Period activists want pads and tampon makers to disclose ingredients
Who knows what chemicals and other ingredients are in (your) tampons? Many sanitary pads don’t list any ingredients at all on the package…
One longtime concern about menstrual products has been whether the process of purifying or bleaching cotton and rayon with chlorine compounds may leave worrisome traces of toxic dioxins behind. Some research in nonhuman primates has linked exposure to dioxins to endometriosis.
Endometriosis is a common gynecologic problem of unknown etiology. Estrogen dependence and immune modulation are established features of this disease, and environmental contaminants have been suggested to play a role in the pathobiology of this disease as well.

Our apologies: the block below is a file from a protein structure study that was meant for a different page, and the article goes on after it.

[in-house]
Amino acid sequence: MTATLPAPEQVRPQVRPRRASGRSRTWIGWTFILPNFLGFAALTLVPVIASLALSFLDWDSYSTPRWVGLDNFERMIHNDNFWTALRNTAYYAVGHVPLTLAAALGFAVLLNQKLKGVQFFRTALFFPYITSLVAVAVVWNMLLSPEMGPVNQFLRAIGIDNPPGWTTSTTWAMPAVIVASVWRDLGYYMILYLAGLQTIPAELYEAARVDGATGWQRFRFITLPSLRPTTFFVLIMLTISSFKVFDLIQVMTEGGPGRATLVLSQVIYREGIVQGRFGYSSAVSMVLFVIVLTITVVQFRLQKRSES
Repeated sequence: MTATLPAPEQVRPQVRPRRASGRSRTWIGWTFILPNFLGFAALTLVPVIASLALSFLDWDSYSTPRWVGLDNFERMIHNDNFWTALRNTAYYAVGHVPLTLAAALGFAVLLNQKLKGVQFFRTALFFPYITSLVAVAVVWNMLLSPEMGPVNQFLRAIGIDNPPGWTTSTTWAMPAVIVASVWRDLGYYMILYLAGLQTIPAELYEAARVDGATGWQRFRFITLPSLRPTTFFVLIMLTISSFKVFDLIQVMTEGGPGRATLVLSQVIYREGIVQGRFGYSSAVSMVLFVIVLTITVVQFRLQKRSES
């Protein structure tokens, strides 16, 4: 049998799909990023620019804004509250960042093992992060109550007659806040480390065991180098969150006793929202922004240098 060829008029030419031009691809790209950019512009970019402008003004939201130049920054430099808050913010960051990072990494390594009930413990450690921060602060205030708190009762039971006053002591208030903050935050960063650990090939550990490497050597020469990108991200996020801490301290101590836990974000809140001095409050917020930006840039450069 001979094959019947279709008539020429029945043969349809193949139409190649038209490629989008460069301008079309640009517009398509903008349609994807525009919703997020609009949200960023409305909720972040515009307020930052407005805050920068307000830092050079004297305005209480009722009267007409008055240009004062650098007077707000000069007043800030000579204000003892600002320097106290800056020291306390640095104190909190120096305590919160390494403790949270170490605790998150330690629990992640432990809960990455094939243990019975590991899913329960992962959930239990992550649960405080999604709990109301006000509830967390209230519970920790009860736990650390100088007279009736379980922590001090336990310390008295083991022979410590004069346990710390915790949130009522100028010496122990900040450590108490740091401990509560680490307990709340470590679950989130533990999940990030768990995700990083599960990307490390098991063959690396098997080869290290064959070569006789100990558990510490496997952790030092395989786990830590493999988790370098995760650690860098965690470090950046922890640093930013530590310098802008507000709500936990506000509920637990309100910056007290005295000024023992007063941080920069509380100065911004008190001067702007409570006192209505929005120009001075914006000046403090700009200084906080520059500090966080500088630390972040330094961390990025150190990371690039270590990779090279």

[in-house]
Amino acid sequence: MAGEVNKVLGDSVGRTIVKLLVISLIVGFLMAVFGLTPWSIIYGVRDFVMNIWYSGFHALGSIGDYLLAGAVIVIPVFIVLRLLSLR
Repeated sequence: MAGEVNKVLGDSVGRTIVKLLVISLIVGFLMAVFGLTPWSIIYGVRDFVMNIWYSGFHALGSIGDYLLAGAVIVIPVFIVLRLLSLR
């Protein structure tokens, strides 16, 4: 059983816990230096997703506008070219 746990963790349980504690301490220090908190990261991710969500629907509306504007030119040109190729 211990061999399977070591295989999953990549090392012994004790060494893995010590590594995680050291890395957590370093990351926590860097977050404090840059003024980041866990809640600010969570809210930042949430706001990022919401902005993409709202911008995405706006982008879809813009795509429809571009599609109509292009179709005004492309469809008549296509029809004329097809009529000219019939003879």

Previous work in nonhuman primates has shown that exposure to the dioxin 2,3,7,8-tetrachlorodibenzo-p-dioxin (TCDD) is associated with an increased prevalence and severity of endometriosis. Further animal experiments have implicated dioxin and dioxin-like compounds in this disease. Rodent studies support the plausibility of a role of environmental contaminants in the pathophysiology of endometriosis, although a convincing mechanistic hypothesis has yet to be advanced.
Small hospital-based case-control studies have failed to provide compelling evidence for or against an association of environmental contaminants and endometriosis. Herein we review evidence that dioxin and dioxin-like compounds are potent modulators of immune and endocrine function critical to the pathobiology of endometriosis.
Furthermore, perspectives on the potential mechanism(s) of dioxin and dioxin-like compound-induced toxicity in endometriosis, important knowledge needs, potential animal models for endometriosis studies, and considerations integral to future human case-control studies are discussed.